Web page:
by Caryl Vittorio
Naperville, Illinois, USA
I was on the shoulder of a busy tollway in the Chicago metropolitan area, looking in the trunk for my tools and spare tire. I had changed tires before — that was no big deal — but I was worried about being accosted by another person while stuck on the side of the road, or being hit by a passing car.
As I bent into the trunk, I heard a man’s voice from behind and to my left. I have no idea what he said, because when I heard his voice I screamed, jumped over the guard rail, and ran toward the nearest building. After a moment I realized he wasn’t following me, so I turned to see what he was doing.
That’s when I saw the van full of Boy Scouts parked in front of my car. And I saw the voice: their Scout Leader, a man in his mid-40s, removing the spare from my trunk to fix my flat! As I timidly walked back, I could hear him speaking to the boys, who by now were standing behind the guard rail.
“See, boys,” he said to them, “this young lady is terrified, and for good reason. Thousands of young women are attacked every year. Last month a girl was killed on Route 88 when her car broke down. It’s dangerous to be a young woman alone in this world. She did the right thing running like that. This girl will NOT be found dead in a forest preserve, not if we can help it.”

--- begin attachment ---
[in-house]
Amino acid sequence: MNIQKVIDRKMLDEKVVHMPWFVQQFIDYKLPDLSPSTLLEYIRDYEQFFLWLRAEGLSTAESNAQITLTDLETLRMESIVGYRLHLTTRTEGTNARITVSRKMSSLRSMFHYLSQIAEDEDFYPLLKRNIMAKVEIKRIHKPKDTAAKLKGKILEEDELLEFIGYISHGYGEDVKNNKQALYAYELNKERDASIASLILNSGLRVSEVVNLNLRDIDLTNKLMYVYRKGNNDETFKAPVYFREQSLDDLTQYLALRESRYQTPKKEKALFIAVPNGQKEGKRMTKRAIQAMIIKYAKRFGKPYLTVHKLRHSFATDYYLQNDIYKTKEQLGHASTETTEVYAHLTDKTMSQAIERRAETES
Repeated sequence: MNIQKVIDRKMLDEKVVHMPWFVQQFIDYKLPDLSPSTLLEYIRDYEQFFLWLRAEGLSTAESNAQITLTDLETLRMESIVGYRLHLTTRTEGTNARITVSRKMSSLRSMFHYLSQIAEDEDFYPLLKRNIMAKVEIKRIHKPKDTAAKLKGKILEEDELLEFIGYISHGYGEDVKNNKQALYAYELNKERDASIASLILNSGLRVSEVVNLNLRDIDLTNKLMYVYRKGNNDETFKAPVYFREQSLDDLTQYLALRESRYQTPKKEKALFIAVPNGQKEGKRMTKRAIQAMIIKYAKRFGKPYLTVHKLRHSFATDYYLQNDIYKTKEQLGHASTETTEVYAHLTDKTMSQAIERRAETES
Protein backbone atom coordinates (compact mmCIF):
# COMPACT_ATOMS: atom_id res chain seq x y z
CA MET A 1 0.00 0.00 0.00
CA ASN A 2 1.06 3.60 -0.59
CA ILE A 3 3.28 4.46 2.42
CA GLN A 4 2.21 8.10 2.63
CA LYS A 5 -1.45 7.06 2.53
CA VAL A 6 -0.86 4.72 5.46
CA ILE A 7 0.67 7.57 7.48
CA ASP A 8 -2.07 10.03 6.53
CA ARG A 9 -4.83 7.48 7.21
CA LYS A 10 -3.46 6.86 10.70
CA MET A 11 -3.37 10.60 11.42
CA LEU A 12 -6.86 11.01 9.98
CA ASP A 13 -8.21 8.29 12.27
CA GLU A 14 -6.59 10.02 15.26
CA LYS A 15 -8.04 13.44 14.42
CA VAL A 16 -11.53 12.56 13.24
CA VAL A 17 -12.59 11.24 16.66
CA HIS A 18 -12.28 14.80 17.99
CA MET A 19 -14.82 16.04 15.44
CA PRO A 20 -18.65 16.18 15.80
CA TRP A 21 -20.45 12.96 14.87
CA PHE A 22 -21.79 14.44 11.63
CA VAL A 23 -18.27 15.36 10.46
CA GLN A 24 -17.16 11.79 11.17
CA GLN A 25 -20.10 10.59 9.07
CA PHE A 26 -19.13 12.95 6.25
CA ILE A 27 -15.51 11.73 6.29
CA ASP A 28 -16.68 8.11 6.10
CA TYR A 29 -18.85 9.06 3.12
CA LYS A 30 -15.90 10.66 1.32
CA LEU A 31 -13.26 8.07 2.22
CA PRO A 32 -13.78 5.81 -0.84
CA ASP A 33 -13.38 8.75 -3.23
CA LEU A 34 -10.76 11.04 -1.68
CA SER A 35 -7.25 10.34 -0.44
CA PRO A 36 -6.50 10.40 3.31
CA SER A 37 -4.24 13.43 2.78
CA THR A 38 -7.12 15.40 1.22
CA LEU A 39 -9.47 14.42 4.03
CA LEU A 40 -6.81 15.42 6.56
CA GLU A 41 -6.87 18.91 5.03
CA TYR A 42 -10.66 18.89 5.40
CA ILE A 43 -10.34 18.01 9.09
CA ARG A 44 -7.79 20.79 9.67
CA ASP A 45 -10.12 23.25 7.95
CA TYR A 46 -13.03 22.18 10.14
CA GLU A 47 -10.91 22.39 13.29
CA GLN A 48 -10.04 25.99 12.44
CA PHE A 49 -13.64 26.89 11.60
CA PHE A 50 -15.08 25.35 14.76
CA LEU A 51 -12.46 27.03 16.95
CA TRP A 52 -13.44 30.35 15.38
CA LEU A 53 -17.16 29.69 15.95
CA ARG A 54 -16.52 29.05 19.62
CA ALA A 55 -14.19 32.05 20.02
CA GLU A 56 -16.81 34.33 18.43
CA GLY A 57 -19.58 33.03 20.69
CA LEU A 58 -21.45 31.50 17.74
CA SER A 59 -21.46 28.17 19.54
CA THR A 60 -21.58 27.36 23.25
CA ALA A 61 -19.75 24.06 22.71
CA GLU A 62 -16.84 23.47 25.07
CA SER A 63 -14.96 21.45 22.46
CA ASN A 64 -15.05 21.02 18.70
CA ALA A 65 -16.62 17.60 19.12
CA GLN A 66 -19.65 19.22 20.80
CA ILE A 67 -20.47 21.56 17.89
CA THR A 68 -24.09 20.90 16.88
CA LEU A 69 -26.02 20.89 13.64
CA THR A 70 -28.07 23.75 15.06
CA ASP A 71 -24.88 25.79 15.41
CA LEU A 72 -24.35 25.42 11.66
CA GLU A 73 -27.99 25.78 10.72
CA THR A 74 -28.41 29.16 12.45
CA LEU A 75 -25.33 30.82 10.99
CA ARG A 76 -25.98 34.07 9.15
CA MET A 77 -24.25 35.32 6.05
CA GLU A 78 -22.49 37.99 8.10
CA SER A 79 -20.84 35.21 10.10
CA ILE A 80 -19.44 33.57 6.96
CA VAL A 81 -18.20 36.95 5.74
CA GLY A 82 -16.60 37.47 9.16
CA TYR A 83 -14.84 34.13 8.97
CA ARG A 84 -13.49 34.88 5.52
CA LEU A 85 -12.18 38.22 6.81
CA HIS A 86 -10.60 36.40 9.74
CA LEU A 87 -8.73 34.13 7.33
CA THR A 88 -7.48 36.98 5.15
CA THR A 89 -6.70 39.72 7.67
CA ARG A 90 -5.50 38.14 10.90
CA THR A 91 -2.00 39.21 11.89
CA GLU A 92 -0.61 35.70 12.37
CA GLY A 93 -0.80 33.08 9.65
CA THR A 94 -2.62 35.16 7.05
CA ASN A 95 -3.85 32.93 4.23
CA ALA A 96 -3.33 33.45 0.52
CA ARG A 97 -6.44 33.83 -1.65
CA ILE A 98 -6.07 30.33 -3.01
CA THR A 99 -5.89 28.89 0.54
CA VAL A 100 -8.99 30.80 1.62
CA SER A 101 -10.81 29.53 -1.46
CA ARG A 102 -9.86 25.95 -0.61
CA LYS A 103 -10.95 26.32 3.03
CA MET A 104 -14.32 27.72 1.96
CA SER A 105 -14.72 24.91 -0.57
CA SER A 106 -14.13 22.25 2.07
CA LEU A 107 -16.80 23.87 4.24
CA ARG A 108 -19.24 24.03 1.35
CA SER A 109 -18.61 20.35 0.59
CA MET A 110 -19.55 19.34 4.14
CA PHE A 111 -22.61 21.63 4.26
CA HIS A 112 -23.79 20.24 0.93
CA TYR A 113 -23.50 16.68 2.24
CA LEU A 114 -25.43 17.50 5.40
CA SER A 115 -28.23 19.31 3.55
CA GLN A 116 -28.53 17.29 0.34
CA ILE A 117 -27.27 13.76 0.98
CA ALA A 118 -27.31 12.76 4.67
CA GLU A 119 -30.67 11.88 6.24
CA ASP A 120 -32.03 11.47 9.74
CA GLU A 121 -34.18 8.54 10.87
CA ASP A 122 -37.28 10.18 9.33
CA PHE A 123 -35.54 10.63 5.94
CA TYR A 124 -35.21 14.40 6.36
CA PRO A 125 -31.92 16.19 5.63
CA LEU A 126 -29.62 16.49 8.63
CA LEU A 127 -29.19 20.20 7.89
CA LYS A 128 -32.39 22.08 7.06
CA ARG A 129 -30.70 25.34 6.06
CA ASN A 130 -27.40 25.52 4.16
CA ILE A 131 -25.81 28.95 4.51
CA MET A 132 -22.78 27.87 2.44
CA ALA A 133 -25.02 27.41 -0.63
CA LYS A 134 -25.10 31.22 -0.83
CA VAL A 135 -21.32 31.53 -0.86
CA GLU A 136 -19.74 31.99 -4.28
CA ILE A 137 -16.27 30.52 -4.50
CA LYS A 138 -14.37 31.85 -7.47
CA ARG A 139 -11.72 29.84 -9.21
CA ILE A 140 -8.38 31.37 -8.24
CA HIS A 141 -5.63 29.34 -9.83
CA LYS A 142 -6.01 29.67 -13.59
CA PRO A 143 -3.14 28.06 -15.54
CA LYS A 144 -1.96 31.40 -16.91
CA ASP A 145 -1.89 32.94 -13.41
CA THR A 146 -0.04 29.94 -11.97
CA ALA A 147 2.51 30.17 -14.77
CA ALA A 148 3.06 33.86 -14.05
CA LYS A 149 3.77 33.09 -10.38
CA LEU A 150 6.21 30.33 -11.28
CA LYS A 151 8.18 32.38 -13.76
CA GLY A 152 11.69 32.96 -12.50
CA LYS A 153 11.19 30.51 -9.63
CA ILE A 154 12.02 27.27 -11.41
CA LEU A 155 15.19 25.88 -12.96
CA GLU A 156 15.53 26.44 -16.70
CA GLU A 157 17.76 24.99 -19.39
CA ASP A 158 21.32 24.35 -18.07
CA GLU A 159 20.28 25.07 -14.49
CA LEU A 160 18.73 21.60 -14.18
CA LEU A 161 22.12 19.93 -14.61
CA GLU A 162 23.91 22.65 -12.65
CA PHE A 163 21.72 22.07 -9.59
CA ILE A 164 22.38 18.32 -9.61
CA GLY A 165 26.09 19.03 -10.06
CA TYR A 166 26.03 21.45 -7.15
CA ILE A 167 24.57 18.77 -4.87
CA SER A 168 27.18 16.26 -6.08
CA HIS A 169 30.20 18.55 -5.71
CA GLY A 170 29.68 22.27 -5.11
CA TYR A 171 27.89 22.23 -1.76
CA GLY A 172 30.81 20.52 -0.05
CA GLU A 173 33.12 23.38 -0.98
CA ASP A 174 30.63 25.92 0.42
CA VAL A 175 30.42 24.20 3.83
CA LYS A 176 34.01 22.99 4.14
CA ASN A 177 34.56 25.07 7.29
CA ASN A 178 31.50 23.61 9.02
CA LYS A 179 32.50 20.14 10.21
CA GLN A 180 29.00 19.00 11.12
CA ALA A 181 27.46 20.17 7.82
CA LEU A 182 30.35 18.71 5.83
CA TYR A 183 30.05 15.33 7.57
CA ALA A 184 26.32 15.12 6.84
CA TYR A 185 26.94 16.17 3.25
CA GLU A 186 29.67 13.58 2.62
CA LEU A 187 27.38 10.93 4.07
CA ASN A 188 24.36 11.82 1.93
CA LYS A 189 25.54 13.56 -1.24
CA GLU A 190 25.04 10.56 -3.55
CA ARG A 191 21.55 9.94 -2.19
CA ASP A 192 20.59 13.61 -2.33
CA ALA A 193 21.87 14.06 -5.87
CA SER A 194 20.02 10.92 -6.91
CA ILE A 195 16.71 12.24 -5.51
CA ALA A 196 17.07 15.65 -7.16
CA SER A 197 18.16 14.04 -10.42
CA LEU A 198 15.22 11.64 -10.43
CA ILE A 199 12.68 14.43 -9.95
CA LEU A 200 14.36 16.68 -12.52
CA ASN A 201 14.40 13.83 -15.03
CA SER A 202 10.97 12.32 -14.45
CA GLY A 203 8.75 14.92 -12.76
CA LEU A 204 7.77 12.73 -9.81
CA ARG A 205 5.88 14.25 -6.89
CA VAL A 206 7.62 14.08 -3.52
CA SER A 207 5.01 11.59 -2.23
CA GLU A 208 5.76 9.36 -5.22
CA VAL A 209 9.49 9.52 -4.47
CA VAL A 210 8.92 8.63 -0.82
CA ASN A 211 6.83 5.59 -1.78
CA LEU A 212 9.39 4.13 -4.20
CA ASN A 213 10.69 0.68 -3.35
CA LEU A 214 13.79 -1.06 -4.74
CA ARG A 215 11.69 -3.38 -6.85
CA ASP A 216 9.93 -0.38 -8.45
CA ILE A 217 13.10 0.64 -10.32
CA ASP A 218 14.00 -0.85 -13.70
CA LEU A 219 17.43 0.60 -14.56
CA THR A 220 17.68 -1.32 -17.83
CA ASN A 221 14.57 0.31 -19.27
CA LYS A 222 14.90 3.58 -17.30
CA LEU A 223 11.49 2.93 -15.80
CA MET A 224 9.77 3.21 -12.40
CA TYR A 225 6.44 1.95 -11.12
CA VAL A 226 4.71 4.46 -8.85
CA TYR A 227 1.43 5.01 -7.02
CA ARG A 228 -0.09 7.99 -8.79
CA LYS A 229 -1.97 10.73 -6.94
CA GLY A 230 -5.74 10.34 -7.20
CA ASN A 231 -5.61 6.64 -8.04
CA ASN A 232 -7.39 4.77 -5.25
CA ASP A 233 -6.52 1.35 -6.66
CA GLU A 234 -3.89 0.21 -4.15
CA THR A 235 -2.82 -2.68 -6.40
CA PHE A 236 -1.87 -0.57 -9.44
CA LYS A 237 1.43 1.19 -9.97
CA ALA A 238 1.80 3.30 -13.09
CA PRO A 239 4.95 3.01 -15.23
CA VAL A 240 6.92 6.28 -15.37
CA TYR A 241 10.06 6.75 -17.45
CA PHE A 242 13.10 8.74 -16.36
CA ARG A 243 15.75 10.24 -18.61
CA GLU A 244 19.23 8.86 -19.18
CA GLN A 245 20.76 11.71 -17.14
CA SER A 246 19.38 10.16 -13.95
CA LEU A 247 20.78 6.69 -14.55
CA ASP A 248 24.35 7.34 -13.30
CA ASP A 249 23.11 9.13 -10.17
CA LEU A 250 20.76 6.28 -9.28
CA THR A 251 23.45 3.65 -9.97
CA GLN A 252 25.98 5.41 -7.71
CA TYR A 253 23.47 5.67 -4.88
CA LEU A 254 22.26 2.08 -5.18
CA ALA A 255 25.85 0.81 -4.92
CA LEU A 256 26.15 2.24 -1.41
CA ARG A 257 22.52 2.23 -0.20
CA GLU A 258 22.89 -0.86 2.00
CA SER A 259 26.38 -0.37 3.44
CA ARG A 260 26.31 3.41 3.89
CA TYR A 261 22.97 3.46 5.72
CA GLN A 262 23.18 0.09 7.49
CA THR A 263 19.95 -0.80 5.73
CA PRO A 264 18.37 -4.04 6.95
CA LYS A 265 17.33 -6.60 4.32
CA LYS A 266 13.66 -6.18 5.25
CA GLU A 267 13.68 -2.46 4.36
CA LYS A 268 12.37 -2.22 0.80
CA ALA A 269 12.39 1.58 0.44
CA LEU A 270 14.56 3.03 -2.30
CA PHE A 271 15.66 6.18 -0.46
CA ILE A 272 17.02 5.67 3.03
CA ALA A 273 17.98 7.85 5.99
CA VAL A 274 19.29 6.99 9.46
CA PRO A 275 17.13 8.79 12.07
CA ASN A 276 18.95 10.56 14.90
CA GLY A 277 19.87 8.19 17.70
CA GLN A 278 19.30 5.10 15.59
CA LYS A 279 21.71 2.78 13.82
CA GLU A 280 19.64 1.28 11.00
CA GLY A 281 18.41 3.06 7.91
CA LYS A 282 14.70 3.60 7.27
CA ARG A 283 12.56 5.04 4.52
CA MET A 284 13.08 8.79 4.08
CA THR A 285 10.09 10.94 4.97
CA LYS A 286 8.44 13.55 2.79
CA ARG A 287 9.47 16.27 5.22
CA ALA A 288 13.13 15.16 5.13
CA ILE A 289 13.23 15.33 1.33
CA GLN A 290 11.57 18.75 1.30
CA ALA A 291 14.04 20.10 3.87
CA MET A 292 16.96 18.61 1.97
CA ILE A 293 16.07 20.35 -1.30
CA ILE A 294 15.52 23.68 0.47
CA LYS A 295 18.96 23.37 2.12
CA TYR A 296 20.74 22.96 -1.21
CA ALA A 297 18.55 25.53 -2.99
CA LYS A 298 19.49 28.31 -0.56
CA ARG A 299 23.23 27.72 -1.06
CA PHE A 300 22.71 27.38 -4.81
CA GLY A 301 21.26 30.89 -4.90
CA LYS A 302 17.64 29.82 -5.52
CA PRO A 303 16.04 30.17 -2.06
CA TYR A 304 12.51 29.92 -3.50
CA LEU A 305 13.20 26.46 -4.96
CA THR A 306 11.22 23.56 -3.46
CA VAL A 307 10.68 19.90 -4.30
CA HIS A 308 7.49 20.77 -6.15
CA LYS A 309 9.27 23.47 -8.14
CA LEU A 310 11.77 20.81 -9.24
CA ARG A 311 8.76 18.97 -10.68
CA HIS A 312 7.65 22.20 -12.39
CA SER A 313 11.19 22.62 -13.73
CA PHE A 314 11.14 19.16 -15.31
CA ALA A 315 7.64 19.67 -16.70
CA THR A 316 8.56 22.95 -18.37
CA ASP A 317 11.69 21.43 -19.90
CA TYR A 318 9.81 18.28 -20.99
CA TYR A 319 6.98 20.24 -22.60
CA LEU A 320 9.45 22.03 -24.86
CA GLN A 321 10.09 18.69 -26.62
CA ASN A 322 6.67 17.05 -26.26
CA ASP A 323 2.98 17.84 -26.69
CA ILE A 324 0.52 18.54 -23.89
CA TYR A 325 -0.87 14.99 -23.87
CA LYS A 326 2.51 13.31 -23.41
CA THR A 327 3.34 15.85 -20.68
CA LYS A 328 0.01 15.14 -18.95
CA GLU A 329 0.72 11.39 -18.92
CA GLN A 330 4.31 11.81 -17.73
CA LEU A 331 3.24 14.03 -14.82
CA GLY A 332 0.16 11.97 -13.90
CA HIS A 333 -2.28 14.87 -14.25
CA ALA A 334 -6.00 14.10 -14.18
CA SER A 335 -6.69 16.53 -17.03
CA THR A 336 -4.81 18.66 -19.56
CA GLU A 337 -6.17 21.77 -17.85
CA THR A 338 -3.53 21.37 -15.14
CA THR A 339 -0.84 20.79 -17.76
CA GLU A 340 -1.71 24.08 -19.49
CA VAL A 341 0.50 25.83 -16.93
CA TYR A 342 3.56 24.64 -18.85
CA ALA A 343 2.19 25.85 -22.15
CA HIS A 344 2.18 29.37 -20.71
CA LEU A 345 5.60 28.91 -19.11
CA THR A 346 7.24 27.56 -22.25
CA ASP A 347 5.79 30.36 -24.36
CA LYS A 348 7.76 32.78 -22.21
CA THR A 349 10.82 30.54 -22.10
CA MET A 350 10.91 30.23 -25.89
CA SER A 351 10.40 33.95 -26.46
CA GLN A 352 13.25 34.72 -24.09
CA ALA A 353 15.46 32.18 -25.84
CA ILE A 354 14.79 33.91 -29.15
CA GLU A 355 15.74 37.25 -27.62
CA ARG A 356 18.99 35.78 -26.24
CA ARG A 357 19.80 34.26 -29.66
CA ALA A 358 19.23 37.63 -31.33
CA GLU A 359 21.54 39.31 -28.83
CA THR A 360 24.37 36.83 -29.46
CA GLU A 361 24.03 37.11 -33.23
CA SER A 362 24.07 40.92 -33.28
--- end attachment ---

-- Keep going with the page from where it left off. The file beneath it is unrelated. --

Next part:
He told the boys how they, as men, are responsible not only to treat women with respect, and as equals, but also to watch over and protect them. He told them that if they see another man harming a woman, they have a responsibility to try to stop him, or call the police. Once he made that point, he gave step-by-step instructions on safely changing a flat on the side of the road.
Now, I don’t know what the Boy Scout definition of a Scout Leader is. This man displayed the epitome of everything I’d want taught to my son in Boy Scouts, or anywhere. He took the time, not only to help one woman in distress, but to do his best to ensure that other women in need of help will receive it. I was so relieved he was there, with his ‘not on my watch’ attitude.
That Scout Leader may have saved my life that day. I’ll never forget his mentioning the murdered girl, because I was thinking of that same incident. Who knows if the next person coming down the road wasn’t the one who killed that other girl?
Those boys learned a lot that day, and so did I. I’m so grateful there are still honorable, decent men out there. I witnessed one, teaching our youth to be honorable and decent, making the world a safer place for women, for our daughters, for everyone.